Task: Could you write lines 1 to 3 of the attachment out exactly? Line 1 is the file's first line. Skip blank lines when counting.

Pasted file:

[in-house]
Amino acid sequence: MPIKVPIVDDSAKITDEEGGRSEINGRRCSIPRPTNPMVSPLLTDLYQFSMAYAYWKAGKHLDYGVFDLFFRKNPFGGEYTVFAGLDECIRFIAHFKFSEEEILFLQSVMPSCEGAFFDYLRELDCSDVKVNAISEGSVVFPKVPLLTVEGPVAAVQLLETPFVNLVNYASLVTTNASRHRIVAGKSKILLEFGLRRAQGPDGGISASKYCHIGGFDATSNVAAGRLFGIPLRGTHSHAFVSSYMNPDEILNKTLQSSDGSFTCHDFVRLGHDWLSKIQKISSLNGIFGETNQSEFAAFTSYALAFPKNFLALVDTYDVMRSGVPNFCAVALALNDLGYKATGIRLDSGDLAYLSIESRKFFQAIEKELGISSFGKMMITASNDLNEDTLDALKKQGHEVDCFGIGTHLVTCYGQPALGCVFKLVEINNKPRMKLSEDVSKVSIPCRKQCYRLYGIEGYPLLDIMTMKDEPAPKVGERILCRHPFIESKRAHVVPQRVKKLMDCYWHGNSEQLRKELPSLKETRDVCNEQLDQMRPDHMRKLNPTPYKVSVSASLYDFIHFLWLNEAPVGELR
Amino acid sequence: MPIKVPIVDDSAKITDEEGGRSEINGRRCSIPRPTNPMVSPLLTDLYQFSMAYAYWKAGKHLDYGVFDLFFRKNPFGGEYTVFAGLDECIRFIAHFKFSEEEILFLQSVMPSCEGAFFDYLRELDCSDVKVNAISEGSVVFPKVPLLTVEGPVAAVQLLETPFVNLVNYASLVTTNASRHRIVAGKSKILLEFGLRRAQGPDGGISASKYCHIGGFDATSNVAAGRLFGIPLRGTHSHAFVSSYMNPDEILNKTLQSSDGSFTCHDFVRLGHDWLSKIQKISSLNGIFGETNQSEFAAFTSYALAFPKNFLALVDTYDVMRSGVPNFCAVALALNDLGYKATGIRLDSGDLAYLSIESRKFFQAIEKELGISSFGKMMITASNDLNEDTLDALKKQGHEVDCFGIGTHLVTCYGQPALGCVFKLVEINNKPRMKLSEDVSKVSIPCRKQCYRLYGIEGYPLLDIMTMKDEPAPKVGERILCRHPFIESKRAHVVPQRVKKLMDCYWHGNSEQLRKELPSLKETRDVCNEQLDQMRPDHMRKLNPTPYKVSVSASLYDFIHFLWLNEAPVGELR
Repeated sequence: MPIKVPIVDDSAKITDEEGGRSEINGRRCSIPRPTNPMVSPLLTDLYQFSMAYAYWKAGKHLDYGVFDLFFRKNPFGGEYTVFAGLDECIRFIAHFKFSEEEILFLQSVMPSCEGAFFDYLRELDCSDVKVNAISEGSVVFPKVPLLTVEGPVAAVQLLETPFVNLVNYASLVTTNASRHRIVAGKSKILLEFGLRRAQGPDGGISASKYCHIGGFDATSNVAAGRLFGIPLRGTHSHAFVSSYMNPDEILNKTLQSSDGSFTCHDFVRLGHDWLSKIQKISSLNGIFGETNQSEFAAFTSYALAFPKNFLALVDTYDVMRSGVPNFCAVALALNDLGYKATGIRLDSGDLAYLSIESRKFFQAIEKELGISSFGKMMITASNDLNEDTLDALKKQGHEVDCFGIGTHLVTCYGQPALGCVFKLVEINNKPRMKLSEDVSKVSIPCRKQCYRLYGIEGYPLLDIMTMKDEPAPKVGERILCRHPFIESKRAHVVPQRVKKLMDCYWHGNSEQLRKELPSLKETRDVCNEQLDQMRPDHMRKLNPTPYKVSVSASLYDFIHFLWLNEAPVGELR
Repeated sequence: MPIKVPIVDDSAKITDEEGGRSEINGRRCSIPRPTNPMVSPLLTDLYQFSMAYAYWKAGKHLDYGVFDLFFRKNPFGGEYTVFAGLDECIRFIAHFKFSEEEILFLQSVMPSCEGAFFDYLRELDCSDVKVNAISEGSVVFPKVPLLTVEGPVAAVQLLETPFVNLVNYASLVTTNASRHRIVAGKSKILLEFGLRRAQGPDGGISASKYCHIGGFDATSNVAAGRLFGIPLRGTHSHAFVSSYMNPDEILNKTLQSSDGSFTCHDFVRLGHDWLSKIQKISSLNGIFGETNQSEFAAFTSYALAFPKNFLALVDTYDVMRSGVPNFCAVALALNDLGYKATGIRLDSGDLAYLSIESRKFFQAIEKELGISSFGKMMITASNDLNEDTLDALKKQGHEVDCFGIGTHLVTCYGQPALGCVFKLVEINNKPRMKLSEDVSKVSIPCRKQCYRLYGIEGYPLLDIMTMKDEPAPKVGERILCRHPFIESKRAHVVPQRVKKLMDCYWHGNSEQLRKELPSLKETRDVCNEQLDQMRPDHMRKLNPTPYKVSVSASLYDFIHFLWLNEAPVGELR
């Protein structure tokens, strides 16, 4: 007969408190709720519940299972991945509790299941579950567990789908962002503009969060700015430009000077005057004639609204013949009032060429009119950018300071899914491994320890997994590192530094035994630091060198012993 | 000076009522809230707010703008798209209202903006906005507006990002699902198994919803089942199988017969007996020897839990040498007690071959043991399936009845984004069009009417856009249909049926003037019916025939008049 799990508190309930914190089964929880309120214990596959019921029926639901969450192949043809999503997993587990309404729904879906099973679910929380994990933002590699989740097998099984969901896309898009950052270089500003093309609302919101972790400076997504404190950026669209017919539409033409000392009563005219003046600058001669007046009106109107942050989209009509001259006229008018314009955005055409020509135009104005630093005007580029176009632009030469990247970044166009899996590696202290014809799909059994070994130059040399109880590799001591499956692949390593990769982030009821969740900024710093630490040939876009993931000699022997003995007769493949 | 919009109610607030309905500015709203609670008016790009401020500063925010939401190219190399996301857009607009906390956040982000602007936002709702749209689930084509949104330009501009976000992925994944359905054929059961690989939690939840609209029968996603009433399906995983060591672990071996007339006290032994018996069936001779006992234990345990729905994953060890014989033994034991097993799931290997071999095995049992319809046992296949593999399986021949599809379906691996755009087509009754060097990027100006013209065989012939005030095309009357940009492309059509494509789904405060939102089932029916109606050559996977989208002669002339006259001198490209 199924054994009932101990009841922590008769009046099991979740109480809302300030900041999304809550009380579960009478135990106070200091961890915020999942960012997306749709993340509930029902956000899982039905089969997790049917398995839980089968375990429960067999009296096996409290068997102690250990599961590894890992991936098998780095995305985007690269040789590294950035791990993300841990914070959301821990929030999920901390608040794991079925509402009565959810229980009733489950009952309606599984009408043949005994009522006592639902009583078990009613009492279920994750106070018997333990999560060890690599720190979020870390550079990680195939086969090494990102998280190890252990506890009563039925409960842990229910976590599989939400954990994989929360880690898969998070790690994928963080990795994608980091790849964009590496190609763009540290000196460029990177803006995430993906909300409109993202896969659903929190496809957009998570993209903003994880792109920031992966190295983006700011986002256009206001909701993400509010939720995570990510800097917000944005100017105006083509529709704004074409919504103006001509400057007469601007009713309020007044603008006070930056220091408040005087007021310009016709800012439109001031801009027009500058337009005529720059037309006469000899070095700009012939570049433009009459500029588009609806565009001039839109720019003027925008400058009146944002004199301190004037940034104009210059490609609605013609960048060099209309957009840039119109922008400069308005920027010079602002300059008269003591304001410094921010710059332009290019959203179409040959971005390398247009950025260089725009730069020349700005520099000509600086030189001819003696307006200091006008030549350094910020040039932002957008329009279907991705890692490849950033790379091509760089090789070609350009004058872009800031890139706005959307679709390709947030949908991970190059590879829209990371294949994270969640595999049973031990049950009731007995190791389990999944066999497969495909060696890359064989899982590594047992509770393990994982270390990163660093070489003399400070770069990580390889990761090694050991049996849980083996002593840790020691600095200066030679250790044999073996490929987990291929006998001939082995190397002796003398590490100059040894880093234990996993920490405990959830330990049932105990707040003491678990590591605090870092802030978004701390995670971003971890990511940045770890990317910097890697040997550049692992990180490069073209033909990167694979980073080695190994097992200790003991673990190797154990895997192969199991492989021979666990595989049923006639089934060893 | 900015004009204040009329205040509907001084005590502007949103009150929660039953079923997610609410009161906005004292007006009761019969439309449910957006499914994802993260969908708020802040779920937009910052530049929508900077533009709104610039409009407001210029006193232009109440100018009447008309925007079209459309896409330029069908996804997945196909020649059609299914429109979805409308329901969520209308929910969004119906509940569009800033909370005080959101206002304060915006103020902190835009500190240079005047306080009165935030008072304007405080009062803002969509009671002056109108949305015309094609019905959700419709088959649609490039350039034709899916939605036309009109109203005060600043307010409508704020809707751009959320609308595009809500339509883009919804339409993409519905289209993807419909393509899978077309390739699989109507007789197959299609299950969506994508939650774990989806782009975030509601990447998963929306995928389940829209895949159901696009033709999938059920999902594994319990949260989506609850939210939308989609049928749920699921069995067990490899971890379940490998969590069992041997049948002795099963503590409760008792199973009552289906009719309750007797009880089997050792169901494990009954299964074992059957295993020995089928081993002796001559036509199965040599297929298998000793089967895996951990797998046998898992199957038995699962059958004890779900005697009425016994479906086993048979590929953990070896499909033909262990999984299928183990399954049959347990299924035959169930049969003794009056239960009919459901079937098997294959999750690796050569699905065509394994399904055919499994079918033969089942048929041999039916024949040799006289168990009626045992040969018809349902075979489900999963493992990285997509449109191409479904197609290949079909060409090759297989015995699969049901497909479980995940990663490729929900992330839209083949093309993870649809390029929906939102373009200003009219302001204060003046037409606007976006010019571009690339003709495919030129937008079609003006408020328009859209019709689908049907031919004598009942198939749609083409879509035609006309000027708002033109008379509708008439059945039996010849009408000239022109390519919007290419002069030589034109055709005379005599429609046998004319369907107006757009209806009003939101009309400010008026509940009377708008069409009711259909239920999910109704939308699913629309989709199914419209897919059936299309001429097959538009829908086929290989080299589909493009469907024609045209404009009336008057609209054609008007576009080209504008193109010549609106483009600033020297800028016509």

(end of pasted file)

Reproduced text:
[in-house]
Amino acid sequence: MPIKVPIVDDSAKITDEEGGRSEINGRRCSIPRPTNPMVSPLLTDLYQFSMAYAYWKAGKHLDYGVFDLFFRKNPFGGEYTVFAGLDECIRFIAHFKFSEEEILFLQSVMPSCEGAFFDYLRELDCSDVKVNAISEGSVVFPKVPLLTVEGPVAAVQLLETPFVNLVNYASLVTTNASRHRIVAGKSKILLEFGLRRAQGPDGGISASKYCHIGGFDATSNVAAGRLFGIPLRGTHSHAFVSSYMNPDEILNKTLQSSDGSFTCHDFVRLGHDWLSKIQKISSLNGIFGETNQSEFAAFTSYALAFPKNFLALVDTYDVMRSGVPNFCAVALALNDLGYKATGIRLDSGDLAYLSIESRKFFQAIEKELGISSFGKMMITASNDLNEDTLDALKKQGHEVDCFGIGTHLVTCYGQPALGCVFKLVEINNKPRMKLSEDVSKVSIPCRKQCYRLYGIEGYPLLDIMTMKDEPAPKVGERILCRHPFIESKRAHVVPQRVKKLMDCYWHGNSEQLRKELPSLKETRDVCNEQLDQMRPDHMRKLNPTPYKVSVSASLYDFIHFLWLNEAPVGELR
Amino acid sequence: MPIKVPIVDDSAKITDEEGGRSEINGRRCSIPRPTNPMVSPLLTDLYQFSMAYAYWKAGKHLDYGVFDLFFRKNPFGGEYTVFAGLDECIRFIAHFKFSEEEILFLQSVMPSCEGAFFDYLRELDCSDVKVNAISEGSVVFPKVPLLTVEGPVAAVQLLETPFVNLVNYASLVTTNASRHRIVAGKSKILLEFGLRRAQGPDGGISASKYCHIGGFDATSNVAAGRLFGIPLRGTHSHAFVSSYMNPDEILNKTLQSSDGSFTCHDFVRLGHDWLSKIQKISSLNGIFGETNQSEFAAFTSYALAFPKNFLALVDTYDVMRSGVPNFCAVALALNDLGYKATGIRLDSGDLAYLSIESRKFFQAIEKELGISSFGKMMITASNDLNEDTLDALKKQGHEVDCFGIGTHLVTCYGQPALGCVFKLVEINNKPRMKLSEDVSKVSIPCRKQCYRLYGIEGYPLLDIMTMKDEPAPKVGERILCRHPFIESKRAHVVPQRVKKLMDCYWHGNSEQLRKELPSLKETRDVCNEQLDQMRPDHMRKLNPTPYKVSVSASLYDFIHFLWLNEAPVGELR